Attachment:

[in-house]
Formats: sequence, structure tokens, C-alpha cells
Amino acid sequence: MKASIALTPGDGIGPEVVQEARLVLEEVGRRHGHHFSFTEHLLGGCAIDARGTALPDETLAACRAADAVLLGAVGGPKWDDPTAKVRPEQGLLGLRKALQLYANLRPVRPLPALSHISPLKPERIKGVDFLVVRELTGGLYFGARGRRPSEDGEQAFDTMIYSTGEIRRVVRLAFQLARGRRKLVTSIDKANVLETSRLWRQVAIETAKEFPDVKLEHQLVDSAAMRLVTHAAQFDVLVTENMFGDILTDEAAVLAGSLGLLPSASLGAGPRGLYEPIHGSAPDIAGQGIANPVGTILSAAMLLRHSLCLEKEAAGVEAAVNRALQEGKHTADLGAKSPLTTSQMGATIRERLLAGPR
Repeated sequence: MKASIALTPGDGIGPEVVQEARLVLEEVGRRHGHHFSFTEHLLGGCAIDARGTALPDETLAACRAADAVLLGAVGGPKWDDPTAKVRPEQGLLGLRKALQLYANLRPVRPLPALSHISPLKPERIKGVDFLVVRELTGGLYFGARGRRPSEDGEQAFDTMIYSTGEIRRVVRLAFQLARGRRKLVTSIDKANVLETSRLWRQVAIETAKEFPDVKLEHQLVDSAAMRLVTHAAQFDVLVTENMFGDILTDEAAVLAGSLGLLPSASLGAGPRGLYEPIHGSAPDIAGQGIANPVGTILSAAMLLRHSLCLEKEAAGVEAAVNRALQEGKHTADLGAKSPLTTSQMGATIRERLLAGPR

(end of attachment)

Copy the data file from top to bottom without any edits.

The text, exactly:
[in-house]
Formats: sequence, structure tokens, C-alpha cells
Amino acid sequence: MKASIALTPGDGIGPEVVQEARLVLEEVGRRHGHHFSFTEHLLGGCAIDARGTALPDETLAACRAADAVLLGAVGGPKWDDPTAKVRPEQGLLGLRKALQLYANLRPVRPLPALSHISPLKPERIKGVDFLVVRELTGGLYFGARGRRPSEDGEQAFDTMIYSTGEIRRVVRLAFQLARGRRKLVTSIDKANVLETSRLWRQVAIETAKEFPDVKLEHQLVDSAAMRLVTHAAQFDVLVTENMFGDILTDEAAVLAGSLGLLPSASLGAGPRGLYEPIHGSAPDIAGQGIANPVGTILSAAMLLRHSLCLEKEAAGVEAAVNRALQEGKHTADLGAKSPLTTSQMGATIRERLLAGPR
Repeated sequence: MKASIALTPGDGIGPEVVQEARLVLEEVGRRHGHHFSFTEHLLGGCAIDARGTALPDETLAACRAADAVLLGAVGGPKWDDPTAKVRPEQGLLGLRKALQLYANLRPVRPLPALSHISPLKPERIKGVDFLVVRELTGGLYFGARGRRPSEDGEQAFDTMIYSTGEIRRVVRLAFQLARGRRKLVTSIDKANVLETSRLWRQVAIETAKEFPDVKLEHQLVDSAAMRLVTHAAQFDVLVTENMFGDILTDEAAVLAGSLGLLPSASLGAGPRGLYEPIHGSAPDIAGQGIANPVGTILSAAMLLRHSLCLEKEAAGVEAAVNRALQEGKHTADLGAKSPLTTSQMGATIRERLLAGPR